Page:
Inspired by the Sight and Life publication “Vitamins and Minerals: A Brief Guide”, we bring to you our last post in the series Learn About Your Vitamins and Minerals. And for this last episode, we discuss choline.
Choline is an essential nutrient that is present in many types of food. Even though it is an essential nutrient, it is not generally considered a vitamin. It provides methyl groups needed by the body for the steps in metabolism. For example, the body needs this micronutrient to produce phospholipids required for the structural integrity of cell membranes. It is also vital for fat and cholesterol metabolism, neurotransmission, brain development in a growing fetus, and gene expression.
Sources of choline. You can find choline in meat, liver, eggs, fish, milk, and dairy products. It is also present in potatoes, nuts, whole grains, and cruciferous vegetables (e.g., broccoli, cauliflower, cabbage, Brussels sprouts). It is present in lecithin, which is a common food additive used as an emulsifying agent in processed foods like margarine and salad dressings.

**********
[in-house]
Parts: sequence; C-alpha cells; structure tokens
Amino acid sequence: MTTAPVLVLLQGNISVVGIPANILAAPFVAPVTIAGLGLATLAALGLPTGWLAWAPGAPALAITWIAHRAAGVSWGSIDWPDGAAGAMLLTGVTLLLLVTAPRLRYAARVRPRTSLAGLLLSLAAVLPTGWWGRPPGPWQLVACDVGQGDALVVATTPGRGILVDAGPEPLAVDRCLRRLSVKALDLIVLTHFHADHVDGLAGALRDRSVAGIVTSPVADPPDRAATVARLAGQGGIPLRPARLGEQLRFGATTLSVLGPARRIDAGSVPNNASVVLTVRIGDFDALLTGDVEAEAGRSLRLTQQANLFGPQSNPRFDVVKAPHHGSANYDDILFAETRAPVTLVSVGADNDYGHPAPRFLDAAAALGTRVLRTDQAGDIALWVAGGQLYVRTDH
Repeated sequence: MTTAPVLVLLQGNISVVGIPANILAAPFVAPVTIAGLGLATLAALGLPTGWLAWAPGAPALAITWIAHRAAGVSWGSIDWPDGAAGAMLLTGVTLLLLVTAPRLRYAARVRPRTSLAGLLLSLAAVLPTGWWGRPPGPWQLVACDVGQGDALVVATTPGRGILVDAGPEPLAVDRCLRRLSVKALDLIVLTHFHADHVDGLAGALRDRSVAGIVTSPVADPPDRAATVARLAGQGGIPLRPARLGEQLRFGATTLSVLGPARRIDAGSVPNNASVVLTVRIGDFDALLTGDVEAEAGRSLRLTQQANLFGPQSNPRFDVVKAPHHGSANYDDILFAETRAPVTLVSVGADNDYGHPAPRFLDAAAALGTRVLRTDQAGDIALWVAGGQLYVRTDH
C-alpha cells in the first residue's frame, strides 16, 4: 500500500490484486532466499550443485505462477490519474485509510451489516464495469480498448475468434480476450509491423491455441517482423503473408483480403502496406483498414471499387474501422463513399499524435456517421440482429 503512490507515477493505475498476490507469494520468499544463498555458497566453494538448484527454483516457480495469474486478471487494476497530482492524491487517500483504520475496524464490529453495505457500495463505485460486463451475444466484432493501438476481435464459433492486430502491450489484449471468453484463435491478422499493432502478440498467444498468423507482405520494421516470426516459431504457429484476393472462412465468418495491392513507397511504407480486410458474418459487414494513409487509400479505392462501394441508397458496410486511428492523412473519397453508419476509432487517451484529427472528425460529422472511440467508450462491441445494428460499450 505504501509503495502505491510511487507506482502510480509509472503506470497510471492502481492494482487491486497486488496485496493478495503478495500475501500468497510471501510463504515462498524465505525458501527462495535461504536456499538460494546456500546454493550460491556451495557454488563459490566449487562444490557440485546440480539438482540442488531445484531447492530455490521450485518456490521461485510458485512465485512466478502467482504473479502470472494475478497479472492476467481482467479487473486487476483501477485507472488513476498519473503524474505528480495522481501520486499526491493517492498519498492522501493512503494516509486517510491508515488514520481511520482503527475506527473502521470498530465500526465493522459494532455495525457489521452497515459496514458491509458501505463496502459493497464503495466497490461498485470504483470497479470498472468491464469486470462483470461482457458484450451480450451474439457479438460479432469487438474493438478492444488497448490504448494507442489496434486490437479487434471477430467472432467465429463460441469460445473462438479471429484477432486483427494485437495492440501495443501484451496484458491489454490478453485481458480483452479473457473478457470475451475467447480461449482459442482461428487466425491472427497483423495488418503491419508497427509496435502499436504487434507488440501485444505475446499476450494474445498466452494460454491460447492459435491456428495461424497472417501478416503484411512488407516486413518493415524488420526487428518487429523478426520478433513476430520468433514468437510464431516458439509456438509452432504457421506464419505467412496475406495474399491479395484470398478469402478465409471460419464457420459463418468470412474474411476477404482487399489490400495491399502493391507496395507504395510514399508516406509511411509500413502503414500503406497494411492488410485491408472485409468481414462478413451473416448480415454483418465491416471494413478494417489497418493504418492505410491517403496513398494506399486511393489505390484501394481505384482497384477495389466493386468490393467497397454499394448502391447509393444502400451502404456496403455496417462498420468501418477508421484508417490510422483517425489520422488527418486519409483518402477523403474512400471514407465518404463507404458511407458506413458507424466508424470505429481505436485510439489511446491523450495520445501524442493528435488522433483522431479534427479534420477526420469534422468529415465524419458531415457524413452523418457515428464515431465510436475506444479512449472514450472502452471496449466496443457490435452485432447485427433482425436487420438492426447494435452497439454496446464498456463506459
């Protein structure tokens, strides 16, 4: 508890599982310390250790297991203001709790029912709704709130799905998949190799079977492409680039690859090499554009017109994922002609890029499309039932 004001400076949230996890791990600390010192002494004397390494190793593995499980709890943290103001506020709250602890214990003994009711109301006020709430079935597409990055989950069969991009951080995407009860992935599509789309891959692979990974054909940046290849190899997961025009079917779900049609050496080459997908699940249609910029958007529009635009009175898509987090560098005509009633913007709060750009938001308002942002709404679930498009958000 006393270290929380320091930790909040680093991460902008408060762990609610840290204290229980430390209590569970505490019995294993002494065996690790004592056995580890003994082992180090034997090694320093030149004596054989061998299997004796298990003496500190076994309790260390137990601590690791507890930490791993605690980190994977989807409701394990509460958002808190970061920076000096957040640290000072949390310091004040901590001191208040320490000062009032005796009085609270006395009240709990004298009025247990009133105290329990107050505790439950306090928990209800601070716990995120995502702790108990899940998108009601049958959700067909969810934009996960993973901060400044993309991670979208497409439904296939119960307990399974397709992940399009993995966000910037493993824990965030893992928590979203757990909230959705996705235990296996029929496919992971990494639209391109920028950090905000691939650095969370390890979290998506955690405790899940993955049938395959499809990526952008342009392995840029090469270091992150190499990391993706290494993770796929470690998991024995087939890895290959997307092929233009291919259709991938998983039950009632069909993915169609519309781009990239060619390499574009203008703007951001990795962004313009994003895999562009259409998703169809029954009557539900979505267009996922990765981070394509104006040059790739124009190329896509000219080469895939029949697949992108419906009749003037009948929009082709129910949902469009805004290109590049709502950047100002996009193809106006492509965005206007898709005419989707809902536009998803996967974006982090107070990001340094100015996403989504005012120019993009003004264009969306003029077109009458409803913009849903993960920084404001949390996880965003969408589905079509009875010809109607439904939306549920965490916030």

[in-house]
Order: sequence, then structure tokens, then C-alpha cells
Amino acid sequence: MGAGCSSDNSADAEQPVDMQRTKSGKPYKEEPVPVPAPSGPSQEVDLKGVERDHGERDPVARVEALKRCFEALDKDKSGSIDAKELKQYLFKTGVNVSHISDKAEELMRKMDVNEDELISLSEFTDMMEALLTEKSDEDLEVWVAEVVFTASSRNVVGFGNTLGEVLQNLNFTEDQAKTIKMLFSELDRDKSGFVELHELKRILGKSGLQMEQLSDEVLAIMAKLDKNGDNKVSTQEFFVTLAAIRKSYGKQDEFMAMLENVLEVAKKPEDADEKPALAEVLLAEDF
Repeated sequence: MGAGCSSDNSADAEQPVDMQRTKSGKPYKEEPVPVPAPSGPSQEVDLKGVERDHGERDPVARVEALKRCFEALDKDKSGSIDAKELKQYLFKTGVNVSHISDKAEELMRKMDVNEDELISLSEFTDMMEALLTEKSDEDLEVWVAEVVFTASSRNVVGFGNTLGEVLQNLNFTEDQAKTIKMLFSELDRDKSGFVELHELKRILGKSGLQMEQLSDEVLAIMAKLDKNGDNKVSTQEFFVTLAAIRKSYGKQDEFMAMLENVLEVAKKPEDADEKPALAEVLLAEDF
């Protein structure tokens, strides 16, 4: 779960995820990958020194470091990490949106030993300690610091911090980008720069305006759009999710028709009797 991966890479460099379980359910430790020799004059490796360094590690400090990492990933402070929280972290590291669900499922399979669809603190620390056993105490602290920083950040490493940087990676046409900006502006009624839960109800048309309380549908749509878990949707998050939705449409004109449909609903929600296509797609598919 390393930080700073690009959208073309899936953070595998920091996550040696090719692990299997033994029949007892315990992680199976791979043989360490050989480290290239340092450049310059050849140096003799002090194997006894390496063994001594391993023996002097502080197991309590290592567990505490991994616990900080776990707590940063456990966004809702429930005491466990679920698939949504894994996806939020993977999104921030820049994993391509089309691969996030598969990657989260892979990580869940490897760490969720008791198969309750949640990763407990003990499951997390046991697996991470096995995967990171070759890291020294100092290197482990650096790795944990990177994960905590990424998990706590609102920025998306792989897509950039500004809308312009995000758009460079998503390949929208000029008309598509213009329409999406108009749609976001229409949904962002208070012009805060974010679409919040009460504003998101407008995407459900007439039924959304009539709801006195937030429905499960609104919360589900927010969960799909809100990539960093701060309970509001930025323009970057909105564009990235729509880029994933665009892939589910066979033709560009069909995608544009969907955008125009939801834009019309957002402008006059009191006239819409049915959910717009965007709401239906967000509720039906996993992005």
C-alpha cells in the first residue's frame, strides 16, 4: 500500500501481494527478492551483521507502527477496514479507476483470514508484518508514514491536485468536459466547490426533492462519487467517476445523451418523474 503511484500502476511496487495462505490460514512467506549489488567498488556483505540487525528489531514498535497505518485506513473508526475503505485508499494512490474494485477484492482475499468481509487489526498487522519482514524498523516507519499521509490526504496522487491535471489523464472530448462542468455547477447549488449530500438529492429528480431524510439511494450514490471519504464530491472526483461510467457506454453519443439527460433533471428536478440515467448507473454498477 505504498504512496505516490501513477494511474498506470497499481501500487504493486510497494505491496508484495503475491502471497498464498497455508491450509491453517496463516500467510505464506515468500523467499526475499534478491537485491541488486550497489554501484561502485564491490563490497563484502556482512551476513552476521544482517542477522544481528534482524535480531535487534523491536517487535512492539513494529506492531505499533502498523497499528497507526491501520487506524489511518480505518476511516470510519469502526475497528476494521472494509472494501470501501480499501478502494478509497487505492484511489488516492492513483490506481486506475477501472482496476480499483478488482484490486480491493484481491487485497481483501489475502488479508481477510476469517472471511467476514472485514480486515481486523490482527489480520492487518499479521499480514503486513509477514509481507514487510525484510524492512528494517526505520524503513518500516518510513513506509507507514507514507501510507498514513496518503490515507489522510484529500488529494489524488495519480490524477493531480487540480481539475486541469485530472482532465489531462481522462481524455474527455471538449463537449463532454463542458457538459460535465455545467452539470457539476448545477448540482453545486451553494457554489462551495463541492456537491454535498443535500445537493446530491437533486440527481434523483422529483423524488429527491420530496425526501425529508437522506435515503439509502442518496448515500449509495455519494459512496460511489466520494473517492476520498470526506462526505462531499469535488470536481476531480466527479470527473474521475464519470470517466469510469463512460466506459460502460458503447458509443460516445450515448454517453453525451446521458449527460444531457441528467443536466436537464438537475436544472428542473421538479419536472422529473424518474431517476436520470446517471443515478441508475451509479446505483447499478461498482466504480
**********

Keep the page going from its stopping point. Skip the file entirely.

The body can also produce small amounts of choline in the liver. However, this is not enough to meet the body’s needs.
Choline Deficiency and Prevention. Choline deficiency is rare in healthy populations as the body can produce some choline on its own. Groups with a higher risk of choline deficiency include:
- Pregnant women.
- Patients who are dependent on intravenous nutrition.
- Persons with a genetic variation that interferes with the normal metabolism of choline.
Inadequate consumption can cause liver damage, nonalcoholic fatty liver disease, muscle damage, and neurological disorders. Deficiency has also been associated with an increased risk of stunting in children. Choline deficiency is prevented by adequate consumption of foods rich in choline or choline supplementation.